What do you love most about playing at Joe’s Pub?
As an artist, it has a feeling of family and of being at home. I loved it before the renovation, and I love it after the renovation. It’s elegant, comfortable, and welcoming, and it’s also JOE’S PUB AT THE PUBLIC!!! But with that sense of family, it has a gorgeous lovely feeling, almost like being in a living room, so it makes me feel good about sharing my art. And if I feel happy and comfortable there, I can make the audience feel the same way. Plus it’s so cool, so that’s taken care of; I don’t have to try to be cool, which I’m not – I really just feel I’m a big nerd! [A point on which I adamantly disagree with Kim – he is most definitely cool!]
Were you involved in the production process of the live album beyond the recorded concert?
I was very hands-on with it. It was my managers at The Katz Company, Jeremy Katz and Clay Mills, who suggested I do it, following my two previous studio albums, and I was ready – especially since I was transformed by listening to Eartha Kitt’s live albums from the ‘70s. I have a great relationship with my music director Tracy Stark, so I knew it was the right time, with her as a part of it. I worked really hard on the record in collaboration with Tracy and Daniel Sanint at Flux Studios NYC on the producing and mastering of the voice, piano, bass, back-up vocals, and audience response (which I consider to be the most important instrument on the live album). When that was done, I worked with Dan Fortune of Fortune Creative to promote it – we’ve done projects together before and he’s a great friend. So I was involved in every step of the process, which was time-consuming and expensive – I guess that’s why there aren’t many artists doing live cabaret albums – but it was a great experience and a labor of love.
Is there one particular song that you most look forward to performing and that best expresses who you are?
“Jonny, Wenn Du Geburtstag Hast?” It’s slinky and silly. I also love “Ich Bin Ein Vamp,” which flows into “Dracula’s Tango.” My Mom was an aerobics instructor in the 1980s, and it was one of her workout tapes, so it’s nostalgic for me, and it honors her. It’s creepy and fun and satisfying to me on at least seven levels!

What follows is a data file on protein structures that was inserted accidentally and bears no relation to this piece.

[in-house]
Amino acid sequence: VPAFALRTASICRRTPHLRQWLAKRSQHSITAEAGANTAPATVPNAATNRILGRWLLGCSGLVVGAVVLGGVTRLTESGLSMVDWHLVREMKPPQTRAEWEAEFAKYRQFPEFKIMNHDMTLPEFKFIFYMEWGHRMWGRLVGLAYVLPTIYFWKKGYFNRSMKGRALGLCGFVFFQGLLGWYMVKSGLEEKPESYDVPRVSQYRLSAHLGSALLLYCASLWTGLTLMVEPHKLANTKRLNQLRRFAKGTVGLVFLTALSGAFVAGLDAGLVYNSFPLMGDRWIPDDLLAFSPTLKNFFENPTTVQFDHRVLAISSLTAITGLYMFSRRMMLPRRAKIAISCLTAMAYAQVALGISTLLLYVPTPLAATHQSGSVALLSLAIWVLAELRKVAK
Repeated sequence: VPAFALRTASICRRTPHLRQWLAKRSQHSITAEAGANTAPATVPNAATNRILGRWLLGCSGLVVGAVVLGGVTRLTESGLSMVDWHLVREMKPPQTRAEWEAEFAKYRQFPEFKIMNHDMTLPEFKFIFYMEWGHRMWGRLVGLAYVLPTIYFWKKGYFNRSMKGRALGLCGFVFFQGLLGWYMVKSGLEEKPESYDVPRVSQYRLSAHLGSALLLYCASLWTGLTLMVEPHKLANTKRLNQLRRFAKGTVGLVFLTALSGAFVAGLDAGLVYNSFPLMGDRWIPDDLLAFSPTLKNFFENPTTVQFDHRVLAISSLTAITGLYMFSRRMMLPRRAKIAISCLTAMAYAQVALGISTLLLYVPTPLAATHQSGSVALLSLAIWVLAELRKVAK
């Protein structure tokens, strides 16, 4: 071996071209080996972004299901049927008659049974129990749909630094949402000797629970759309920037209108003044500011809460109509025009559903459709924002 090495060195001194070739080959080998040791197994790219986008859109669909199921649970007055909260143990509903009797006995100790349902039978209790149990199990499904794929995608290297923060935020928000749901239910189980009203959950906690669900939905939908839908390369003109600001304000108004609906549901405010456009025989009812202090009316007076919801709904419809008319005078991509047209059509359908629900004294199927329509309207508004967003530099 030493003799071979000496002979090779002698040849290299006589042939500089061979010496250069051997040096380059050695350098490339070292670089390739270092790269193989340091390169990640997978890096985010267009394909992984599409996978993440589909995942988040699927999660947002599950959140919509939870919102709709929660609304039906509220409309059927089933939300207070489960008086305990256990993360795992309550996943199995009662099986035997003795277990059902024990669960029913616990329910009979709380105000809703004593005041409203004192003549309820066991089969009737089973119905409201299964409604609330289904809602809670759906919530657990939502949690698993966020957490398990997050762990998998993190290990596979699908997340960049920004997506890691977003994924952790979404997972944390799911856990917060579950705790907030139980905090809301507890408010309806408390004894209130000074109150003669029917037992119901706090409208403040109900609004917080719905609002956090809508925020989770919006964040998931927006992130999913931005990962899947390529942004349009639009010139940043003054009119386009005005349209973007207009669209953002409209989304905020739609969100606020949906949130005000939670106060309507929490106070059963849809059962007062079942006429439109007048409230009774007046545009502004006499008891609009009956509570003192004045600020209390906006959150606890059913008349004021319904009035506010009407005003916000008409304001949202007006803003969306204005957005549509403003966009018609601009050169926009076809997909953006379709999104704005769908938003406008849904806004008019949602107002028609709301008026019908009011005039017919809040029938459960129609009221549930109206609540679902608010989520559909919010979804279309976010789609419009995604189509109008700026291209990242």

You’ve been called whimsical, wicked, and slyly subversive, the “Bowie of cabaret” and the “male Marlene Dietrich.” How would you describe yourself?
Ooooh, that’s hard! People have been picking up on the signals I’ve been putting out, so it was very flattering to be compared to Marlene Dietrich – not that anyone could compare to her. I think I would say that I’m a big gigglesome cabaret nerd. I love having fun and I love having a giggle!
What are you most looking forward to when the coronavirus quarantine is over?
Aside from going out and dancing with my fiancé, the moment it’s over I’m anxious to get back to Club Cumming and Joe’s Pub. I miss entering from the back of the house amid Tracy’s elegant and dramatic overtures, walking through the audience and touching them, stroking their heads, sitting on their laps, sharing my show with a room full of people. I can’t wait to be around people again, in a world that Tracy and I create. That!
Thanks, Kim, for sharing your background and giving our readers some personal insights into your music. It was a pleasure to meet you remotely, and I can’t wait, either, for you to perform in person once the clubs are open again!